Noah (2014)

Info SidebarThe characters in Darren Aronofsky movies are at war with themselves. They are usually isolated, ostracised, and struggling to cope with the decisions in their lives. His first movie, Pi, dealt with a mathematician obsessed with unlocking the secrets to the universe. He followed that with three troubled youngsters wading through a bog of drugs and sex. Mickey Rourke played an aged wrestler coming to terms with his retirement in 2008’s The Wrestler. And Nina Sayers literally danced herself to death in the Swan Lake ballet.

In his latest film, Noah, Russell Crowe makes a deal with God, and through this deal he loses his identity. The film itself is bleak. There are no colours. Everything is grain and earth and ash. Even when the trees come they lack the rich green of nature. But Noah holds it all together at the risk of falling apart himself. And this is the core dilemma of any biblical prophet.

It is said that if you are called by God to carry the Word, there can be no refusal. By hook or by crook God will rope you in and make you execute his mission. All the classic prophets had to endure this. “Why me?” was the standard question. Sure, Noah never asks this, but his actions seem to indicate that the question is resounding deep within his soul. He’s either too faithful or too fearful to ask it.

There was another movie about Noah. Instead of Russell Crowe in the lead, it was Steve Carell. And instead of including Noah, Carell played a news anchor named Evan. The parallels are there — only just. Yes, Evan Almighty was a comedy, targeted at children who had just come out of reading about Noah in their catechism books, but its messages were the same as Aronofsky’s more post-apocalyptic version. Nature can — and will — survive without humans. In fact, it will be better off. Preserving the sanctity of animal life is more vital than saving sinners from drowning. Noah injects — not very subtly — a couple of prophetic segments that remind us of this importance.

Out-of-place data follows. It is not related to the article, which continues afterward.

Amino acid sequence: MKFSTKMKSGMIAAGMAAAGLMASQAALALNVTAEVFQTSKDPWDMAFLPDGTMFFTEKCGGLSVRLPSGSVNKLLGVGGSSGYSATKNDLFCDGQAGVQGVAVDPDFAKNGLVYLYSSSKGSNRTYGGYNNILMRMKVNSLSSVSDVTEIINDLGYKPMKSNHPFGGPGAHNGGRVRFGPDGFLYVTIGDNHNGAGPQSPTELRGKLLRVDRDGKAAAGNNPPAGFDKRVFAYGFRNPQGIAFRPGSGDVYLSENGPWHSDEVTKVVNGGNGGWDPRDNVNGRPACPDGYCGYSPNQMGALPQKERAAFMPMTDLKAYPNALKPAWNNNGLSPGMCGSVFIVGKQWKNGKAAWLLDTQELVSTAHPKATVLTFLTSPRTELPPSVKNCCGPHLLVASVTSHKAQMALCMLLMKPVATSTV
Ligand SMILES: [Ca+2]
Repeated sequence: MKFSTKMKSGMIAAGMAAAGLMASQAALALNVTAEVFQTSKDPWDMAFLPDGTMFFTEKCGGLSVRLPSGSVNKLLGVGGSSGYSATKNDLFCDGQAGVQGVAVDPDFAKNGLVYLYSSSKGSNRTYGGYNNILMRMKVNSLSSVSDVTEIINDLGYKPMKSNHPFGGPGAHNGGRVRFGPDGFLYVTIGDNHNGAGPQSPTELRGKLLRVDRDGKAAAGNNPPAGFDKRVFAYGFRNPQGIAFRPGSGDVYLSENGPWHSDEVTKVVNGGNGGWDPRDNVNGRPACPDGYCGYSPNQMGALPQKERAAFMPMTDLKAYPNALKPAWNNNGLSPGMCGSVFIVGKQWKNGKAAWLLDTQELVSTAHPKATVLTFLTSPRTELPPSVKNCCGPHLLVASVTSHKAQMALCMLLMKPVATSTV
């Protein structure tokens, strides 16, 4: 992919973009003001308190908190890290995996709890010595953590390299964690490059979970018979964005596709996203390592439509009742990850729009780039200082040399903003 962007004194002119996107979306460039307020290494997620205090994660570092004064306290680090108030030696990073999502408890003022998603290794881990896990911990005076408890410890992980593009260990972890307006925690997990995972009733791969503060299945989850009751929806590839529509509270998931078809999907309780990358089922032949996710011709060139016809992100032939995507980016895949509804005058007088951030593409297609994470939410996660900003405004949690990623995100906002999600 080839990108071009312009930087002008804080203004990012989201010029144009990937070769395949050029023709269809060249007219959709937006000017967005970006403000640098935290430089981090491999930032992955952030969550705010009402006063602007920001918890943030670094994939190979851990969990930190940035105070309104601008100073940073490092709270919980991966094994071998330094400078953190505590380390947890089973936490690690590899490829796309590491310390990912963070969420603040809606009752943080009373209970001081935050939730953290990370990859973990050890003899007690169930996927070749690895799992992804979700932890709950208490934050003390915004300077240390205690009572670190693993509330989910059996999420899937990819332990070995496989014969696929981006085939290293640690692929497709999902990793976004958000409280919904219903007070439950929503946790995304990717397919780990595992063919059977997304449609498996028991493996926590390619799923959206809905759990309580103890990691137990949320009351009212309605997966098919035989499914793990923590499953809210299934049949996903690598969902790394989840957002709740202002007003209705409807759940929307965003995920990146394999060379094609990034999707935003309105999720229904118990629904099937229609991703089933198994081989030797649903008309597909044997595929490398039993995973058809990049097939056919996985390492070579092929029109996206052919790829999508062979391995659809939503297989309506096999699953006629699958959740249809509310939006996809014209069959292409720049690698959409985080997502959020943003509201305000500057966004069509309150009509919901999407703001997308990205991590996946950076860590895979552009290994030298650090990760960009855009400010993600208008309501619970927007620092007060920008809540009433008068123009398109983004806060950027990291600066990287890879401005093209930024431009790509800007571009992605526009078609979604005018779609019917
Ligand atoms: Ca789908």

I shall not bore you with the plot of this film. Every person, Christian or not, knows the story of Noah. It has become a fable; a tale to turn to when parents want their kids to know about animals. Or arks. Or floods. Or rainbows. It is perhaps the most famous story the Bible has inscribed (besides that of Adam and Eve). Noah’s biggest success is its venture into the heart and soul of this story. Where Evan Almighty tinkered with the novelty of the ark and a massive flood (that literally went nowhere), Noah breaks open the man and pokes his organs to see what he’s made of — while a flood lays waste beneath him.

How far will you go to carry out God’s mission? How do you know when you’ve stopped being loyal and have crossed over to fanaticism? Noah believes so strongly in his task that as the waters carry life away around his wooden vessel, he seeks to take life away himself. A villain, you could say he becomes. One lost inside his own faith. It’s hard to blame him though; the God of the Old Testament was a mean god. He never hesitated to annihilate and punish. If I was alive during that time, I too would have cowered and bent to his will.

The cast here is good. Crowe makes a beefy Noah. At the start he has long hair and a beard that’s respectable. By the end he has morphed into the Jason Statham-type action hero. The screenplay — by Aronofsky and Ari Handel — even gives him an army of bad guys to fight. Maybe Aronofsky and Handel thought the non-believers in the audience might grow restless at the thought of having too much religion and no bloodshed. Elsewhere, Jennifer Connelly stands strong as the wife Naameh, Emma Watson delivers a stunningly heartfelt performance as the adopted daughter Ila, and Ray Winstone brings out all his cunning and malice as Tubal-Cain, a distant descendant of Cain, the evil brother of Abel.

Noah is not as humble as some of Aronofsky’s earlier films, but it is just as inward-looking. It is designed with a touch of class, and Clint Mansell’s accompanying score both contracts and expands the narrative. The visual effects are ubiquitous — fallen angels come presented as limping goliaths of stone — but they are not intrusive. They are sharp, real, and they crackle under the weight of Earth’s destruction. They do well to part the sea and allow Noah’s inner struggles to reach for air. I can’t say that this is the best of Aronofsky’s collection, but it is certainly the most holy.


Best Moment | I enjoyed the opening text, and the graphics with which it is presented. I also enjoyed the “creation of the world” story as told by Noah around the ark’s campfire — very stylishly done.

Worst Moment | Tubal-Cain living to see another day.

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